As predicted, going to see Harry Styles as a part of his “Love on Tour” was everything I could have wanted and more.
I’ve been watching videos of his previous tour since it was happening in real time in 2017. Throughout the height of the pandemic when everyone was in quarantine, they were a source of joy and a preview of his next tour after things got back to normal. Finally seeing him live at my first concert since the start of the pandemic was one of the best feelings ever and is a significant reason why “Love on Tour” has been revolutionary.
With almost all, if not every one, of his shows being sold out pre-pandemic, ticket holders have been waiting to see Styles live since 2019. In addition, five of his 40 shows were scheduled at Madison Square Garden, two of which are part of ‘Harryween’ and are on October 30 and 31. All five shows are sold out, with 100,000 tickets sold in total. As a result, Styles has received the Golden Ticket Award from Madison Square Garden, making him the first artist of the 21st century to do so — something only Fleetwood Mac, Elton John and Bon Jovi have previously accomplished. Not to mention, all of the tickets were sold out in a month.
Styles’ motto (of which there is a song of the same name) is ‘Treat People with Kindness’ and he makes clear that’s something he actually lives by while on stage. He took the time to talk to the crowd, gave multiple thank you speeches expressing gratitude for his fans’ support, read people’s signs and even had the whole arena sing “Happy Birthday” to a fan. Both Elton John-style sunglasses and a rainbow boa were among things tossed onto the stage and he put both on. There are plenty of artists who kick those types of things off the stage for their own personal reasons, but seeing this type of trust and joy in interacting with his fans sets Styles apart.
One of the highlights of the show was during his song, “Treat People with Kindness”. At this point, fans have caught onto what is becoming a tradition during this song at each show. They toss their pride flags onto the stage as Styles picks them up to dance around the stage with, waving them proudly. Fans have also started bringing Black Lives Matter flags, of which he has also started to include in this mid-show event. Looking around and seeing the pure joy this brought to an arena of 20,000 people was incredibly special. It’s a moment of unity, validation and support from Styles, as well as every cheering, emotional fan.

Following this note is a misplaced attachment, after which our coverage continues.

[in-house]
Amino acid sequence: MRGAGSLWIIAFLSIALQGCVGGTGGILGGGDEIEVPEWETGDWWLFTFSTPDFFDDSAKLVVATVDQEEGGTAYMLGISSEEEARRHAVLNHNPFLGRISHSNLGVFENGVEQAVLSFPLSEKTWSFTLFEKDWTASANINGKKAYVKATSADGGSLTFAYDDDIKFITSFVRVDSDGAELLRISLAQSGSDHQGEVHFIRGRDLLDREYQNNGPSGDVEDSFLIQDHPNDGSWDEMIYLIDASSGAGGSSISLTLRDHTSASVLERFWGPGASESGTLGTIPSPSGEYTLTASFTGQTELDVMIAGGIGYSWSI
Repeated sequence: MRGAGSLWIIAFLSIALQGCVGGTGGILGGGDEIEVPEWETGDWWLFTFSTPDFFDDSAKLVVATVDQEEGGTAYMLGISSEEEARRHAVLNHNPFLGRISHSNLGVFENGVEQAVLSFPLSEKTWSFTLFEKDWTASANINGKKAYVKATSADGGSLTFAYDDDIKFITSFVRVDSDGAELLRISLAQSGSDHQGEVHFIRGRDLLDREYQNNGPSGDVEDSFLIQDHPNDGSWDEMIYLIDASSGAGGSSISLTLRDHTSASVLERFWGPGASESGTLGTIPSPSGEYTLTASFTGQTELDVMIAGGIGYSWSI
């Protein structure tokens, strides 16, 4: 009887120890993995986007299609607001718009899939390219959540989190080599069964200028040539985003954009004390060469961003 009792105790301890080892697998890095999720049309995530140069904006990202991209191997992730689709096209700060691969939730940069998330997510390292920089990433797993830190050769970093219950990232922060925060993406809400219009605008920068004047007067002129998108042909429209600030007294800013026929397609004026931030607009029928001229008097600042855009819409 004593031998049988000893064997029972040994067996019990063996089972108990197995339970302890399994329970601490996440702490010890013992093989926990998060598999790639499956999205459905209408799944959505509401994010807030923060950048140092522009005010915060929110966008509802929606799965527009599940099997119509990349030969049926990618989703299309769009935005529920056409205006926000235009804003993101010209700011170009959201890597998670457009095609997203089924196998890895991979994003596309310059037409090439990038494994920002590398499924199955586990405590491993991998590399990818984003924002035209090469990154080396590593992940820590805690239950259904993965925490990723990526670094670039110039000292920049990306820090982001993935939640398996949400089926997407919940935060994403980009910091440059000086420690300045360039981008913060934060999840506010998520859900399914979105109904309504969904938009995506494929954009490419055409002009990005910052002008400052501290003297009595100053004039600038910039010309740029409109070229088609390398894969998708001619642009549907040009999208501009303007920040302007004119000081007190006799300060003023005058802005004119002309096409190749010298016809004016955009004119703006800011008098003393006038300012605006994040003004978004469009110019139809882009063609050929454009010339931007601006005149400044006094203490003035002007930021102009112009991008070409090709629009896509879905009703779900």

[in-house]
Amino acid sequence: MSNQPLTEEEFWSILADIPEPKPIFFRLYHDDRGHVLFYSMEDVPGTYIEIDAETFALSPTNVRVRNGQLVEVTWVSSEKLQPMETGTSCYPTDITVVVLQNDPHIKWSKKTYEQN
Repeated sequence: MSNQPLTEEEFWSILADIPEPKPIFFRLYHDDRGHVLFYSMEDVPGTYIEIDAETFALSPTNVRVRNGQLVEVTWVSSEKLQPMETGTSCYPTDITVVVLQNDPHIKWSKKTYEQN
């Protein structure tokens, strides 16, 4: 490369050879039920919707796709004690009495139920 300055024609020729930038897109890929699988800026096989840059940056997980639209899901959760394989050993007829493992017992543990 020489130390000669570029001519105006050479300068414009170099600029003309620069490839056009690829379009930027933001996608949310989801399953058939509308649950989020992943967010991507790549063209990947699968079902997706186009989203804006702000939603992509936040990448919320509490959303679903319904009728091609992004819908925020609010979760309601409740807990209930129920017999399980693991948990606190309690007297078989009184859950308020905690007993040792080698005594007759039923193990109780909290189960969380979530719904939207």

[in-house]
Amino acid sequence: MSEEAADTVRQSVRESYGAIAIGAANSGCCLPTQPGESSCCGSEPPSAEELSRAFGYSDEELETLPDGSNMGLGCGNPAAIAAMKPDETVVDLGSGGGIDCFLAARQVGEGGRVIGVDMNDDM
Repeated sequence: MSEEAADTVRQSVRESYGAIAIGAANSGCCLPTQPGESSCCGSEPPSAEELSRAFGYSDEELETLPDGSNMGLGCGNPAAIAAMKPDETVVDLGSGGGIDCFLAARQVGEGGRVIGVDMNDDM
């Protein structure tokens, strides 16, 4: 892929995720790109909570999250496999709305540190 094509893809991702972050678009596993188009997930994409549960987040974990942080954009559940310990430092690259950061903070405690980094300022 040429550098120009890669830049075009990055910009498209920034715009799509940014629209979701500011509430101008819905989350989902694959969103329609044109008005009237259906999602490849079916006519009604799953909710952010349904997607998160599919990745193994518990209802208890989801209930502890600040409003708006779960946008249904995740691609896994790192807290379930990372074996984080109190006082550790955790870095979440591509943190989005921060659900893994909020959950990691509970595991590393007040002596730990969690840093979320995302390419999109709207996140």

One thing I’ve found to be particularly refreshing about Harry Styles through videos on social media and from attending one of his shows is that he has a knack for getting dads (and guys in general) to let go of any toxic masculinity that might prevent them from joining his female-majority fanbase. Whether it’s because they overheard his music at home or they were dragged to a concert for whatever reason, the influence of Styles’ favorite artists in his music (Fleetwood Mac, The Rolling Stones, Freddie Mercury, etc) and excitingly dynamic performances can get just about anyone onto the Harry Styles bandwagon. This was actually a topic of the first ever Tunes with Tate, in which I mentioned that both my dad and brother became fans of his music over quarantine (my mom was won over, too). Fast forward to approximately a year later, and my whole family attended the show with me on their own accord.
Styles’ performance for the 90 minutes he was on stage was absolutely amazing. His charisma in combination with large amounts of dancing made it clear he was having a great time and in turn, his electric energy lit up the whole arena. His band, which includes returning members from his last tour as well as some newbies, is incredible and they all work together to create an incredibly fun set. Not a single note sung or played was wrong and Styles even took some creative liberties with his own songs by altering the way certain parts were performed. You would never guess that this was his twenty-third show playing the same songs off of Fine Line in addition to the repetition of songs he already toured around the world from his debut self-titled album.
Anyone given the opportunity to see Styles live should take it. He is not going anywhere and puts on one of the best shows of today’s top artists.
Tate Raub is a sophomore studying strategic communication at Ohio University. Please note that the views and opinions of the columnists do not reflect those of The Post. Want to talk more about it? Let Tate know by tweeting her @tatertot1310.